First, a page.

A pilot randomised trial of percutaneous coronary intervention (PCI) of non-flow-limiting vulnerable plaques in native coronary arteries—PROSPECT ABSORB—has found that PCI is safe, substantially enlarges follow-up lumen areas, and is associated with favourable long-term clinical outcomes. The findings were presented during a late breaking trial session on the first morning of TCT Connect 2020 (14–18 October, virtual) by Gregg Stone (Icahn School of Medicine, Mount Sinai, New York, USA), and published simultaneously in the Journal of the American College of Cardiology.
PROSPECT ABSORB was an investigator-sponsored, multicentre, single-blinded, active-treatment-controlled randomised trial that was embedded into the PROSPECT II natural history study. Between June 10, 2014 and December 20, 2017, 902 patients at 16 sites were enrolled in PROSPECT II, which sought to validate the use of near-infrared spectroscopy (NIRS) and intravascular ultrasound (IVUS) imaging in identifying non-obstructive lipid-rich plaques that are prone to cause future cardiac events. Data from the PROSPECT II study were also presented during the late breaking trial session.
Outlining the rationale for PROSPECT ABSORB, Stone reported that acute coronary syndromes (ACSs) commonly arise from plaque rupture and thrombosis of coronary artery lesions that angiographically appear mild, but pathologically contain large plaque burden (PB) with an organised lipid-rich necrotic core that is separated from the lumen by a thin fibrous cap. Known as vulnerable plaques, these thin-cap fibroatheromas place patients at risk for future adverse events, including acute myocardial infarction (MI) and cardiac death. Vulnerable plaques may be identified by several imaging techniques.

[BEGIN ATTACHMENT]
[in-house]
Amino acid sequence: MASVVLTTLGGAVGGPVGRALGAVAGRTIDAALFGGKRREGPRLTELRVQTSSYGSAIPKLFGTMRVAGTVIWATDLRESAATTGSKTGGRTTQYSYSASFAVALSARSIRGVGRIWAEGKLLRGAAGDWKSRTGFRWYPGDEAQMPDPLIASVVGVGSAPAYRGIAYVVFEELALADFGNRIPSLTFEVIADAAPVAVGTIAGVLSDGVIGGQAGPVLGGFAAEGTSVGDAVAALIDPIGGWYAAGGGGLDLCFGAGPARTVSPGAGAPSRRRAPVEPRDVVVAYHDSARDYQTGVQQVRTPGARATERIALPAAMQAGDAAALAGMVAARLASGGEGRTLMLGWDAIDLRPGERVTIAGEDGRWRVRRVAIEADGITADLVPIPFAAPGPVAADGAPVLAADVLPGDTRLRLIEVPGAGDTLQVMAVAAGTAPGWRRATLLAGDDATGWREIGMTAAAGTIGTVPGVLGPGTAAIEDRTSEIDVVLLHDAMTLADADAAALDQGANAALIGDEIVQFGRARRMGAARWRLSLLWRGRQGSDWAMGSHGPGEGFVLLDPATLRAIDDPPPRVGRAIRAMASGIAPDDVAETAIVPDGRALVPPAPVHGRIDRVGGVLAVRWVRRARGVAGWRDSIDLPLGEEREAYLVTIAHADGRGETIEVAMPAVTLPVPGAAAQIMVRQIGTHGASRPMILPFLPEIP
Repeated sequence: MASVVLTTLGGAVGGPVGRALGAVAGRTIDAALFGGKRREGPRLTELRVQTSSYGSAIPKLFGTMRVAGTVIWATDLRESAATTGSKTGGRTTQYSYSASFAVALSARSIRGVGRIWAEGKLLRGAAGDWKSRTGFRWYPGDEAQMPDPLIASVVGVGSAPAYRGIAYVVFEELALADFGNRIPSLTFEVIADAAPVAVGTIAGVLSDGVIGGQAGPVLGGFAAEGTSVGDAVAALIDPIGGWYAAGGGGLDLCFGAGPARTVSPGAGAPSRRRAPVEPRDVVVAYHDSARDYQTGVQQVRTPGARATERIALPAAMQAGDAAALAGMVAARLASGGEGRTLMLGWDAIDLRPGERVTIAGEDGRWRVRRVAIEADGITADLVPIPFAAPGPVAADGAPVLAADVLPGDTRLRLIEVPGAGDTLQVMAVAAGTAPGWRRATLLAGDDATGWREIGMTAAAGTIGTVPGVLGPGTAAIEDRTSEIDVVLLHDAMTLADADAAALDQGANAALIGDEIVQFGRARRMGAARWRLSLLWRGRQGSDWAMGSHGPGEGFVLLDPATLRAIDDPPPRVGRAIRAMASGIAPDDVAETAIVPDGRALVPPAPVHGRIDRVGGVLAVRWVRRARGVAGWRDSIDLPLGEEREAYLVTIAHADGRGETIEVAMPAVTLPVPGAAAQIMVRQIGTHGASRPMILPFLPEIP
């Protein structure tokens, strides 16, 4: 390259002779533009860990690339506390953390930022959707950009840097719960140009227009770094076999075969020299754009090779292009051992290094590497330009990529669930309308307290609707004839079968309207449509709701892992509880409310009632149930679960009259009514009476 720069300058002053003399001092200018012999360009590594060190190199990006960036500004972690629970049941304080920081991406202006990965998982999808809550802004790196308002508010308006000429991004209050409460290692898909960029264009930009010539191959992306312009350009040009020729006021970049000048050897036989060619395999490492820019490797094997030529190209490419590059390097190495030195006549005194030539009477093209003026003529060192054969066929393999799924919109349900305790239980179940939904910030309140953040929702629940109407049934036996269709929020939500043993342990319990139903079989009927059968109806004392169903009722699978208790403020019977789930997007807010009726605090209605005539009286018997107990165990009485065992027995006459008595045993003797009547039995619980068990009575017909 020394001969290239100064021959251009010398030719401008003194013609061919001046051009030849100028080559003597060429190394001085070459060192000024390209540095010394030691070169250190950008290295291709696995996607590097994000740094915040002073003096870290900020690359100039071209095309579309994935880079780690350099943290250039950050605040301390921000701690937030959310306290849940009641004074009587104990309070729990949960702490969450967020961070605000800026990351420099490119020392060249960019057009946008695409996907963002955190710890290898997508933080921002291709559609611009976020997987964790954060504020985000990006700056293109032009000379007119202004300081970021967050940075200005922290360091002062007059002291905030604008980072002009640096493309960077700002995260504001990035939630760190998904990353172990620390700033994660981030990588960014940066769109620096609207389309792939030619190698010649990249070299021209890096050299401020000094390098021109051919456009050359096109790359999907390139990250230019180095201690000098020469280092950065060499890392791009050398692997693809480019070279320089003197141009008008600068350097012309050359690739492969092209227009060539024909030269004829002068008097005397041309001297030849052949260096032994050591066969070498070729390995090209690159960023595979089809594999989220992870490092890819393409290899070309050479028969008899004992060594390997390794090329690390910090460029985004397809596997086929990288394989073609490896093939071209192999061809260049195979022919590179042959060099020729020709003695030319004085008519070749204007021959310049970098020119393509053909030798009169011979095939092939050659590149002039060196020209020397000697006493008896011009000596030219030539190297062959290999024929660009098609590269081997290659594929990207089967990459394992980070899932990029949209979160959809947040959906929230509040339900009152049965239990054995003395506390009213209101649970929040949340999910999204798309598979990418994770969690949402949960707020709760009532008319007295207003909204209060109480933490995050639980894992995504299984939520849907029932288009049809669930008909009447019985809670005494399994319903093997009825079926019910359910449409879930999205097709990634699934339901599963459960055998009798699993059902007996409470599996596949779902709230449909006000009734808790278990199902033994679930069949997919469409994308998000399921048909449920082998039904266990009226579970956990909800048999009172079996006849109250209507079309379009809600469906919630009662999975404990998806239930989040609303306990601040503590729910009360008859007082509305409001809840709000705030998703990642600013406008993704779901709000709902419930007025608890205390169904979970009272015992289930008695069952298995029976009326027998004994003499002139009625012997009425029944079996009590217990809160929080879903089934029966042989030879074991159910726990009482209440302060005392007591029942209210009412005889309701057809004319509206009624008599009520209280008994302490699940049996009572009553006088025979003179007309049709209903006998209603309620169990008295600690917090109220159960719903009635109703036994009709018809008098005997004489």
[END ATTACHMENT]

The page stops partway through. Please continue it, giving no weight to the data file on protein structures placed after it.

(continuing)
During the study, three-vessel imaging was performed with a combination IVUS and NIRS catheter after successful PCI of all flow-limiting coronary lesions in 898 patients presenting with MI. Among these, 182 patients at 15 centres with an angiographically non-obstructive stenosis not intended for PCI but with IVUS plaque burden ≥65% were randomised to treatment of the lesion with an Absorb (Abbott) bioresorbable vascular scaffold (BVS) plus guideline-directed medical therapy (GDMT) (n=93) vs. GDMT alone (n=89).
The primary effectiveness endpoint was the IVUS-derived minimum lumen area (MLA) at protocol-driven 25-month follow-up. The primary (non-powered) safety endpoint was target lesion failure (TLF; composite of cardiac death, target vessel-related MI or clinically driven target lesion revascularisation) at 24 months. Angiographic follow-up at 25 months was completed in 167 patients (91.8%), and median clinical follow-up was 4.1 years.
The follow-up MLA in BVS-treated lesions was 6.9±2.6mm2 compared with 3.0±1.0mm2 in GDMT-alone-treated lesions (least square means difference 3.9mm2, 95% CI 3.3-4.5, p<0.0001). TLF at 24 months occurred in similar rates of BVS-treated and GDMT alone-treated patients (4.3% vs. 4.5%; p=0.96). The secondary (non-powered) clinical effectiveness endpoint of randomised lesion-related MACE to the time of latest follow-up occurred in 4.3% BVS-treated patients vs. 10.7% GDMT-alone-treated patients (OR 0.38, 95% CI 0.11‒1.28, p=0.12).